An opening reception is set for Friday, May 10, from 5 to 8 p.m. at the Genesee County Park and Forest Interpretive Center, 11095 Bethany Center Road, East Bethany. The public is invited. Refreshments will be provided.

For their final project, GCC Photography instructor Joe Ziolkowski had his COM 103 (Introduction to Black and White Photography) students explore the landscape of Genesee County and surrounding areas in Western New York. The black and white photographic prints the students created offer their interpretation of how we are preserving and how we are hurting the landscape that surrounds us.

“I think visitors will be as impressed as I am with the work these students created,” said Joe Z. “Sometimes we don’t realize how the things we do every day impact the landscape. We hope these photos give visitors a lot to think and talk about.”

The exhibit, entitled “Around the Bend: The Shared Landscape,” will be on view through Saturday, Aug. 31.

Photo: By Robert Garland, "Trestle, Avon, NY."

January 27, 2013 - 5:26pm
posted by JIM NIGRO in outdoors, Genesee County Park, Snowshoeing.

Thankfully a few inches of snow had fallen the previous evening. It was Saturday afternoon and just enough snow to get the gist of snowshoeing. That's park volunteer Charlie Augrom out front, our trail leader for the day.

Before donning snowshoes and hitting the trails, our group was given a brief and informative talk on the history and how-to of snowshoeing by Charlie and Judy Spring. That's Judy pictured above with an older-style Michigan snowshoe.

Here Judy displays a modified version of the Michigan snowshoe. Both styles were forerunners of todays lightweight models.

A modern snowshoe, lightweight and user-friendly.

Just prior to heading out, Charlie assembles the group.

A bit tentative at first, the group is off to a good start.

With each step confidence is gained. A broad smile is an early indicator of a good time.

A trail through the hardwoods.

George Squires, in the background, is a park volunteer and district manager for Genesee County Soil and Water Conservation District. Here he gives an on-the-spot talk regarding the park's spruce forest. 

While the rest of the group continues on through towering Norway spruce, George makes sure all trekkers are accounted for. 

This pair certainly seem to be enjoying themselves.

The trail leads between snow-covered spruce boughs.

Evergreens on the left, hardwoods on the right -- we're in the home stretch...

The 90-minute hike proved to be exhilarating, invigorating and informative. In addition to the above mentioned people, I'd like to express our thanks to park volunteers Mary Jane Pearce and Peggy Grayson who accompanied our group.

Snowshoes can be rented at the Genesee County Park Interpretive Center and they can be reached 585-344-1122.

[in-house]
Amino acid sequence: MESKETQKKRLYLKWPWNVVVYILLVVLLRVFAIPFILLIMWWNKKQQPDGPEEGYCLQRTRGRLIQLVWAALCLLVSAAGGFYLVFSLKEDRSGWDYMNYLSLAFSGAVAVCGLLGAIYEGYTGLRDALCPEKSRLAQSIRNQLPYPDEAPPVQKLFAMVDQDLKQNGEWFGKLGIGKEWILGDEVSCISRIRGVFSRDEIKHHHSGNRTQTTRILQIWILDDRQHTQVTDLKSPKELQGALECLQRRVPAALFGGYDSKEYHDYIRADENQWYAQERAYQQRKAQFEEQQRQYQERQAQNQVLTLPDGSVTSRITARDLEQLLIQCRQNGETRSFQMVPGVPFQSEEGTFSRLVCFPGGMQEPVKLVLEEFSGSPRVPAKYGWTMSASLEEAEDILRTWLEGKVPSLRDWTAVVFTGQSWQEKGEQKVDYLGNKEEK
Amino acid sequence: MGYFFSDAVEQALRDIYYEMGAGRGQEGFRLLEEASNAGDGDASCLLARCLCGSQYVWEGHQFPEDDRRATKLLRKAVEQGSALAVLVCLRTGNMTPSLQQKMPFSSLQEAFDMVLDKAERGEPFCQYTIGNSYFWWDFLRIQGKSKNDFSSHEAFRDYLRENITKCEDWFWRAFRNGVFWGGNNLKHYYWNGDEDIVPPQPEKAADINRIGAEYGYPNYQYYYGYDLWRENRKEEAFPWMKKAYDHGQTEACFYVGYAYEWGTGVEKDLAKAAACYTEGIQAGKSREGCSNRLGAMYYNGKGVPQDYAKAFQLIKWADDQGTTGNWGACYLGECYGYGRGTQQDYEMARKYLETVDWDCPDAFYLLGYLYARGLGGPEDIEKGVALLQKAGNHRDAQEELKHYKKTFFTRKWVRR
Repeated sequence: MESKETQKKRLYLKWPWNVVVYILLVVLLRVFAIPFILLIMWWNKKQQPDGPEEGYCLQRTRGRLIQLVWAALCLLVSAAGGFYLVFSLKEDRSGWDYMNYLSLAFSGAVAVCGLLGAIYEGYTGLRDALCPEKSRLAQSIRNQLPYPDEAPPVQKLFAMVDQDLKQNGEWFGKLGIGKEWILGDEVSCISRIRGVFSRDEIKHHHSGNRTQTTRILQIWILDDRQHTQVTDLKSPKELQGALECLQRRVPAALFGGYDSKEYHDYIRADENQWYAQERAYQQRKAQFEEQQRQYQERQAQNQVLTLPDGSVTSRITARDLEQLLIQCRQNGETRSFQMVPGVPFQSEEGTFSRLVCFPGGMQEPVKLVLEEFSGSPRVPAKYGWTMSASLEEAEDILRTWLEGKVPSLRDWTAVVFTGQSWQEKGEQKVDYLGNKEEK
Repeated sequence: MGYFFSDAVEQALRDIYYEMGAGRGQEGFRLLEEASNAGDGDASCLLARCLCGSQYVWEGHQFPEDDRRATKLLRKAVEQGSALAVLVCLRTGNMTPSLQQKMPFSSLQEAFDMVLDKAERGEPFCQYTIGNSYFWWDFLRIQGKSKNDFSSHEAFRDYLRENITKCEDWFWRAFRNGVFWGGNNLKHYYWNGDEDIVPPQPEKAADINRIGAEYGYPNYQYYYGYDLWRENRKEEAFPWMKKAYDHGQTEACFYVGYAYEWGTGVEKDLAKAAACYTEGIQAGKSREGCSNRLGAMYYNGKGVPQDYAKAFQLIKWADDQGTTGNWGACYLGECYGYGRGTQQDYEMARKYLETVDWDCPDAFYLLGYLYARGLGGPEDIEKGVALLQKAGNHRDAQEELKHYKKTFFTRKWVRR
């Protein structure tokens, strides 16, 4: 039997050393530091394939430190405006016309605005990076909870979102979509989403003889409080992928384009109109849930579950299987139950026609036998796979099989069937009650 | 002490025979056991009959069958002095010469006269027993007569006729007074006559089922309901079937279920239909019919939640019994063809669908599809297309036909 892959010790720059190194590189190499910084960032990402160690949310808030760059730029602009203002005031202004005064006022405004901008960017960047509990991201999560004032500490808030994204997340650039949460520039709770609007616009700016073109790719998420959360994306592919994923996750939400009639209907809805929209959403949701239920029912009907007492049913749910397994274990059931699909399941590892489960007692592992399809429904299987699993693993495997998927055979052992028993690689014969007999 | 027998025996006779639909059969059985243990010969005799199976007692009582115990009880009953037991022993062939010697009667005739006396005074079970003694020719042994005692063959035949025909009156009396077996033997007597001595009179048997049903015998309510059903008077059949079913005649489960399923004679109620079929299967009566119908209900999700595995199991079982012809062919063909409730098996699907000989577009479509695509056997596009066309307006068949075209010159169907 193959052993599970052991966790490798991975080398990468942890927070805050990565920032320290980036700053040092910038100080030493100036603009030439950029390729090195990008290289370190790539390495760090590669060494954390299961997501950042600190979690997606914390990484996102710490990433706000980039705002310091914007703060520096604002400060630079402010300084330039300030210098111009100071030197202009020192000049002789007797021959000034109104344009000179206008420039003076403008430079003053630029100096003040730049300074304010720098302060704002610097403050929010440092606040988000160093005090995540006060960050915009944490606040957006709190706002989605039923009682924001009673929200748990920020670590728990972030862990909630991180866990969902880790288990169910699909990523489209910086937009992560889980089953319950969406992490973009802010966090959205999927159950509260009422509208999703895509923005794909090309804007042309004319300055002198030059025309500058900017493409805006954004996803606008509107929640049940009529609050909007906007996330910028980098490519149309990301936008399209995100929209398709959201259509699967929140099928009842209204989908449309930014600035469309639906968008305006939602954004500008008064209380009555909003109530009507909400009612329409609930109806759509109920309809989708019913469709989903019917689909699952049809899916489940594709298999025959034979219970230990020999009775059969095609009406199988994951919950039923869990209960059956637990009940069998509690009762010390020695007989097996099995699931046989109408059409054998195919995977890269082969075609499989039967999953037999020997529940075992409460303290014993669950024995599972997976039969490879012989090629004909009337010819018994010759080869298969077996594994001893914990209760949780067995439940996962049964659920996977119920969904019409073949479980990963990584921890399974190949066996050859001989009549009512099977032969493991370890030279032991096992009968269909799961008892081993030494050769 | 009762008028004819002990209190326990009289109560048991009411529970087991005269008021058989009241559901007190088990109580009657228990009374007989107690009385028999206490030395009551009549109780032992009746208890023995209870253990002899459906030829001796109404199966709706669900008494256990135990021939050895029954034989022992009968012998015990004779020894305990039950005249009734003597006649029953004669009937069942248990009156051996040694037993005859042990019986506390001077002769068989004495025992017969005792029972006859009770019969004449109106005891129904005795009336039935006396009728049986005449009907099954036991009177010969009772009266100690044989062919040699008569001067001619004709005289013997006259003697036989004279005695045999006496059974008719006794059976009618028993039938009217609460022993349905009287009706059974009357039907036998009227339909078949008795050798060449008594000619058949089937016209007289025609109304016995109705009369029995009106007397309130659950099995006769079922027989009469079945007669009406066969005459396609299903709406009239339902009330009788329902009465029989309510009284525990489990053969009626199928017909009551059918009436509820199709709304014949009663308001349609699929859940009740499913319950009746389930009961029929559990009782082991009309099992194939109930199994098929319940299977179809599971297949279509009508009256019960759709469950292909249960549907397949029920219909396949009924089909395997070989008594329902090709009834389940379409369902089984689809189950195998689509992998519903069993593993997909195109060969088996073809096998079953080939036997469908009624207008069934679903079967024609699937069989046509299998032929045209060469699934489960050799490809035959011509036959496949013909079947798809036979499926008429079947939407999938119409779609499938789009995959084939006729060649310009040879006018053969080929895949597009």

December 18, 2012 - 8:53am

Being it was the second week of December and no snow on the ground, I suggested to Claudia we should load up the dogs and head to the county park. And because we had Tate and Ernie along, we decided to stay off the side trails and stick to the main road.

This is one of many interconnecting trails found in the park. Despite staying on the "beaten path," there was no shortage of wildlife.

Not far from the interpretive center where we parked, this piebald doe hightailed it across the road...moments later she was followed by the fork horn pictured below.

Notice how, unlike the doe, his tail is tucked? But not all bucks think alike.....

This buck was right behind the forkhorn. Obviously older and wiser, his tail isn't tucked, but neither is it in full alarm mode. He seems somewhat tentative about our presence and he probably has other things on his mind...the action seen here suggests the second rut may be kicking into high gear.

Beech trees are prolific in this section of the park. Some of the younger beech have yet to shed their leaves.

Young spruce surviving among the hardwoods.

The headwaters of Black Creek flow through Genesee County Park. The creek will continue its northward flow through Bethany, Stafford and into Byron where it will make an eastward turn and continue into Bergen before entering Monroe County where it will eventually flow into the Genesee River.

Just downstream from the stone bridge we saw sign of beaver activity along the creek.

October 18, 2012 - 5:40pm
posted by Howard B. Owens in photos, Bethany, Genesee County Park.

This morning, bright and early, I arrived at Genesee County Park, in Bethany, for a walk in the woods, with my camera of course.

If you've never been to the park, I highly recommend it. It's another one of Genesee County's gems.

March 5, 2012 - 2:17pm

EDITOR'S NOTE: This story is part of a series prepared on behalf of the tourism agency of the Genesee County Chamber of Commerce. The new tourism guide was recently published and is available at the chamber's office and will soon be available at other tourism locations. The official tourism site for Genesee County is VisitGeneseeNY.com.

Some people leave their mark on the land by building highways and shopping centers.

Paul Osborn is leaving his mark by making Genesee County's parks more accessible and inviting to visitors.

Osborn started his parks career 12 years ago after getting a degree in landscape architecture, but he thinks he made the right choice when he decided to apply to the county for a parks job.